I lift up my eyes to you, to you who sit enthroned in heaven, Psalm 123:1.

Sometimes, the practice of prayer can become mundane, stale for those who run out of words to say.  However, David reminds those who cling to an invisible God that prayer is a serious matter.  When you cry out to the heavens, you aren’t just talking to yourself.  Rather, you are entering the presence of a divine being, waiting for those whose hearts are right and appeal is filled with specific details.

When you ask, you do not receive, because you ask with wrong motives, that you may spend what you get on your pleasures, James 4:3.

In recent world history, church leaders in Scotland developed the concept called a “Concert of Prayer” in 1744.  Presbyterian Pastor John Erskine, a Scot, published a Memorial, pleading with other denominations to join him in a prayer for revival.  When this plea reached Jonathon Edwards in New England, he responded with a book entitled A Humble Attempt to Promote Explicit Agreement and Visible Union of All God’s People in Extraordinary Prayer for the Revival of Religion and the Advancement of Christ’s Kingdom on earth pursuant to Scripture Promises and Prophecies concerning the Last Time.  While modern English teachers would consider this a run on sentence, this piece laid the foundation for America’s first revival.  Instead of watching a nation stray from God, stand up like this courageous mother in Florida by clinging to an invisible God with a heart expecting miracles to revive a dead and dying land.

by Jay Mankus

An Extreme Spiritual Make-over

 And she gave birth to her Son, her Firstborn; and she wrapped Him in swaddling clothes and laid Him in a manger, because there was no room or place for them in the inn. – Luke 2:7

If I had to give an honest assessment, I too would have responded like the Inn Keepers in Bethlehem.  Similar to a vacation destination during Spring Break Week, the Roman Census quickly filled up all available accommodations.  Thus, the poor, unprepared and those stuck in traffic scrambled around like a male shopping for presents on Christmas Eve.  Only 1 person, a good Samaritan type, made room for Mary and Joseph.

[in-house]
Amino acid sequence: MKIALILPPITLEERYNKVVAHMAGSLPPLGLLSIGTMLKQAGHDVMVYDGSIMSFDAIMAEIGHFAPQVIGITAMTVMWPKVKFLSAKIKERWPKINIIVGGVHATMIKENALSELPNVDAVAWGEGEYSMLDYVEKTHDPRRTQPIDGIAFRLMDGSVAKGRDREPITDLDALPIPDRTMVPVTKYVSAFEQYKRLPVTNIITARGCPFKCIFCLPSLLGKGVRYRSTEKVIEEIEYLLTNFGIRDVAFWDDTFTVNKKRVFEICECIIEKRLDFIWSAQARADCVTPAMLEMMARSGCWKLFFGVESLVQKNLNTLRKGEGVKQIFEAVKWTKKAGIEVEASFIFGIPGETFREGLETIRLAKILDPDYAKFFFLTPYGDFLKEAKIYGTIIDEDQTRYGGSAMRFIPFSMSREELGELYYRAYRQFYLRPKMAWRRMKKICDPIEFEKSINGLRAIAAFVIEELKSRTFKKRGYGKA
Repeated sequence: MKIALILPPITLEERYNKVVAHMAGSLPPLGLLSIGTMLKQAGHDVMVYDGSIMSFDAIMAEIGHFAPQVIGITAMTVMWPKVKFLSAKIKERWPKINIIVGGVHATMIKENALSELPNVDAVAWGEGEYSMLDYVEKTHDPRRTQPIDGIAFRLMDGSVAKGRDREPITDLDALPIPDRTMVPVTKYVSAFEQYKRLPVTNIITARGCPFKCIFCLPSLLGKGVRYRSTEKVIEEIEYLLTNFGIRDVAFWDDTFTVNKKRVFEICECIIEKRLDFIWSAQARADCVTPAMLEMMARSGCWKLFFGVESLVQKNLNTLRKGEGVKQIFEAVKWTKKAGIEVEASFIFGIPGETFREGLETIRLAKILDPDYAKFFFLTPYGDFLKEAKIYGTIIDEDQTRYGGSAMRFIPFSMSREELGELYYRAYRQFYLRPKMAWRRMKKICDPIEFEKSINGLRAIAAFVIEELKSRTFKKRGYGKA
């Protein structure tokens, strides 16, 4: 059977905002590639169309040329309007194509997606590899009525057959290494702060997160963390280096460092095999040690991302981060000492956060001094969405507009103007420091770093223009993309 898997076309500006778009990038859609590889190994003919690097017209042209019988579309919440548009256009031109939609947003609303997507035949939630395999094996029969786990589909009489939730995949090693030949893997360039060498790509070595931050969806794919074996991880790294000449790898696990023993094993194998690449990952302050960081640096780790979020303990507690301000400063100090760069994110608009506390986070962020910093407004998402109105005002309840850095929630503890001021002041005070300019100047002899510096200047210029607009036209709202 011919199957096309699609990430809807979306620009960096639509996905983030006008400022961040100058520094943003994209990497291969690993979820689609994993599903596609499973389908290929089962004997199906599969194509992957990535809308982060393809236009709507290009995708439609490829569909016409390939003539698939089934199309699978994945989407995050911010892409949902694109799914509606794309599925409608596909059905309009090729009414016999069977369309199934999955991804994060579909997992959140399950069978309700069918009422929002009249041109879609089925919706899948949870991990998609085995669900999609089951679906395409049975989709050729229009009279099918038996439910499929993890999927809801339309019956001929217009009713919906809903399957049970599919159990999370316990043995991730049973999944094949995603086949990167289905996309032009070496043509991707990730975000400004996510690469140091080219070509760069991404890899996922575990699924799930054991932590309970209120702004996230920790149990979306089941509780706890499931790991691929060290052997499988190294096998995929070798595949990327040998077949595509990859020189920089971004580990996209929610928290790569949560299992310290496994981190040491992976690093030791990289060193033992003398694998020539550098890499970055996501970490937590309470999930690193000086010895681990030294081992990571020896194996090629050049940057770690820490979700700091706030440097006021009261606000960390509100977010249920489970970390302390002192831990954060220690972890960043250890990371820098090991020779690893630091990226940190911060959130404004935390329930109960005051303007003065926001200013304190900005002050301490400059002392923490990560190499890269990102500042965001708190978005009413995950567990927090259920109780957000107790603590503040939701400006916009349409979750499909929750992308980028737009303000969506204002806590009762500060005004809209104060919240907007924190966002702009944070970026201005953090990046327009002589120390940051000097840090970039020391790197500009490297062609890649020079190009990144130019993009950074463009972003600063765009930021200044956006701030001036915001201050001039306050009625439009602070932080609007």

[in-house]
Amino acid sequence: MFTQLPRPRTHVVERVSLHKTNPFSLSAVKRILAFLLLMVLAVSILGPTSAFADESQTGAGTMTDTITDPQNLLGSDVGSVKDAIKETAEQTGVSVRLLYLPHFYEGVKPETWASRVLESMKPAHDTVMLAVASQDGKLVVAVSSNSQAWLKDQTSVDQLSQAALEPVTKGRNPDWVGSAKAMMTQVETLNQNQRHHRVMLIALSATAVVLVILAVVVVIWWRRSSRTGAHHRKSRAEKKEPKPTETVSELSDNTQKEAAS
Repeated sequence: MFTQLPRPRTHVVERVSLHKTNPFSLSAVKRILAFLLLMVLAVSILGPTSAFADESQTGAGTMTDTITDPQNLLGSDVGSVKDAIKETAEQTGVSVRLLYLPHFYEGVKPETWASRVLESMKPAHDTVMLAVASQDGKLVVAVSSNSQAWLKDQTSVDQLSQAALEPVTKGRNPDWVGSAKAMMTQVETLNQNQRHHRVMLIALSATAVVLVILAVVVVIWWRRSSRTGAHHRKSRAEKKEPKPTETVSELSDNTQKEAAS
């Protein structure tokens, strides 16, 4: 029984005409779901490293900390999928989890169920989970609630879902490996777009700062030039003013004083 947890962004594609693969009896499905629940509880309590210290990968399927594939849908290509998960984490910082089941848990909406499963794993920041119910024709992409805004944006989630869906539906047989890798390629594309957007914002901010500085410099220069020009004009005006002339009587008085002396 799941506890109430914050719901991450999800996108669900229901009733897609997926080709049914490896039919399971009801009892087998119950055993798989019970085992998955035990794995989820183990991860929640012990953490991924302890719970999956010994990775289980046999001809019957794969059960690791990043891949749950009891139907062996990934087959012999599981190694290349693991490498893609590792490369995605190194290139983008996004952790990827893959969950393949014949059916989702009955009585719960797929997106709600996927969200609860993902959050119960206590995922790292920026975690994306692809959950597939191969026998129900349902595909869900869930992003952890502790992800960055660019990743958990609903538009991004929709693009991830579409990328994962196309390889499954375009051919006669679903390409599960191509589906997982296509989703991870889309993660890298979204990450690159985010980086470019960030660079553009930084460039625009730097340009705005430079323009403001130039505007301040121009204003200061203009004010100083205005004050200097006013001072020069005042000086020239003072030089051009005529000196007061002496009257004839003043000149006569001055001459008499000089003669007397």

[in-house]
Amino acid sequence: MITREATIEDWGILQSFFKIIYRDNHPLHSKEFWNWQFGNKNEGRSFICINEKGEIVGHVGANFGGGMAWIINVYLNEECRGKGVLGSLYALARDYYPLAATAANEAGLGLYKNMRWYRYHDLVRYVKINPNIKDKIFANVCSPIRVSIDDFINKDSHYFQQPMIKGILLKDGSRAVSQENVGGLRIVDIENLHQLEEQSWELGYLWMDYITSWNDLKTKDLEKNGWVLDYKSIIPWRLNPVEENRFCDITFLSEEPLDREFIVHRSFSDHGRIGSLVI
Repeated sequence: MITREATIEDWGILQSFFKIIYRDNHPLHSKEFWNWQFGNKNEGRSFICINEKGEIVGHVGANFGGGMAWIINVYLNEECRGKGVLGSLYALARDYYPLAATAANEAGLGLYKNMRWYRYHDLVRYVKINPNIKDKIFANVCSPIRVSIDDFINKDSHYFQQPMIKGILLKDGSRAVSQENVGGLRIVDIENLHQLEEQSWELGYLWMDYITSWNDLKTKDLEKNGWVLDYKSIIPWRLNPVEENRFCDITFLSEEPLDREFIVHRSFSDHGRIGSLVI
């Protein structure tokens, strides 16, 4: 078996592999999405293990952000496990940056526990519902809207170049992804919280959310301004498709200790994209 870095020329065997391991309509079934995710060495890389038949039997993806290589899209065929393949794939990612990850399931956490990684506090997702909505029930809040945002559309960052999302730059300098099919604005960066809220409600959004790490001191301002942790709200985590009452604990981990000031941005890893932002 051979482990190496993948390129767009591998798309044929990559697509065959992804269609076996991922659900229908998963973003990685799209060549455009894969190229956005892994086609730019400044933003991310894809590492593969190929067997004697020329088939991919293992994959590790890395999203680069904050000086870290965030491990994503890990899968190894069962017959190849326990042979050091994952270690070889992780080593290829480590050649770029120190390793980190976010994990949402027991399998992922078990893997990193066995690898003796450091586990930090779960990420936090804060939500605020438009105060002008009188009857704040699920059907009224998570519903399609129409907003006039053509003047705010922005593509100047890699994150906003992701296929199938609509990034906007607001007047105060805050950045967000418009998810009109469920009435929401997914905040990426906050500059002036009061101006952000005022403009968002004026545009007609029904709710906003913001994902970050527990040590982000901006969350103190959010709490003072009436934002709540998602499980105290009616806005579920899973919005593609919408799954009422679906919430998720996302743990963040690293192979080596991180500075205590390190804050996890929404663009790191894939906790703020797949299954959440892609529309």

In this day and age, distractions abound, pulling individuals in all sorts of directions.  Subsequently, scheduling time for God is usually the first to get cut or limited to a brief glance of a verse or two and a lame prayer.  Despite the lulls that may occur in a car, at home or during work, exhaustion keeps many from developing and or maintaining a healthy relationship with Jesus.  As I evaluate my 2014 calendar, I’m afraid I fit into Jesus’ harsh criticism of those follow the Lord with their lips, but not with their actions.

Not everyone who says to me, ‘Lord, Lord,’ will enter the kingdom of heaven, but only the one who does the will of my Father who is in heaven. Many will say to me on that day, ‘Lord, Lord, did we not prophesy in your name and in your name drive out demons and in your name perform many miracles?’ Then I will tell them plainly, ‘I never knew you. Away from me, you evildoers! – Matthew 7:21-23

If you too find yourself in this predicament, perhaps its time for an extreme spiritual make-over.  Philippians 2:12 suggests to begin working out your salvation with fear and trembling.  Solomon agrees, as fearing God in the beginning of knowledge, Proverbs 1:7.  When you allow the Holy Spirit to “Pump You Up,” missed opportunities of the past can lead to pivot points along your faith journey, Colossians 4:5.  In the end, make room for Jesus, whatever the cost, Matthew 16:24-27 so that one day you will hear from the King himself, “well done my good and faithful servant!”- Matthew 25:23

by Jay Mankus

 

A Not So Happy Thanksgiving

For most of my days, I’ve lived a sheltered life.  However, my first job after graduating from college brought me to inner city Wilmington, Delaware as a social worker.  My eyes were opened to the homeless, poor and unfortunate.  This experience led me to serve the needy during my first Thanksgiving in Chicago, going to a homeless shelter near Cabrini Green, one of the roughest projects in Chicago.  I didn’t see any television cameras or professional football players handing out free turkeys, what I observed was a not so Happy Thanksgiving.

Everyone should get of their comfort zones once in a while to see what its like on the other side.  I’m not talking about Eddie Murphy and Dan Aykroyd in Trading Places.  Rather, I think its healthy to see how little other people have so that you may begin to appreciate all the things you have accumulated in life.  Fashion, shopping and temporary pleasures blind most individuals to what’s really important: family, faith and fellowship.  Without this type of perspective, a spoiled generation will continue to whine, “what’s in it for me,” while the less fortunate have another not so Happy Thanksgiving.

Clothes, food and a place to call home is foreign to some individuals.  Though many may receive a Turkey to cook, how long will the leftovers last?  Will some have to wait til Christmas before the next act of generosity finds these helpless souls?  Therefore, as you watch the parades, gather for a feast and watch some football for dessert, don’t limit your giving to a couple of times per year.  Rather, take a look around and see who you can help so that a not so Happy Thanksgiving can turn into a very Merry Christmas.

by Jay Mankus

%d bloggers like this: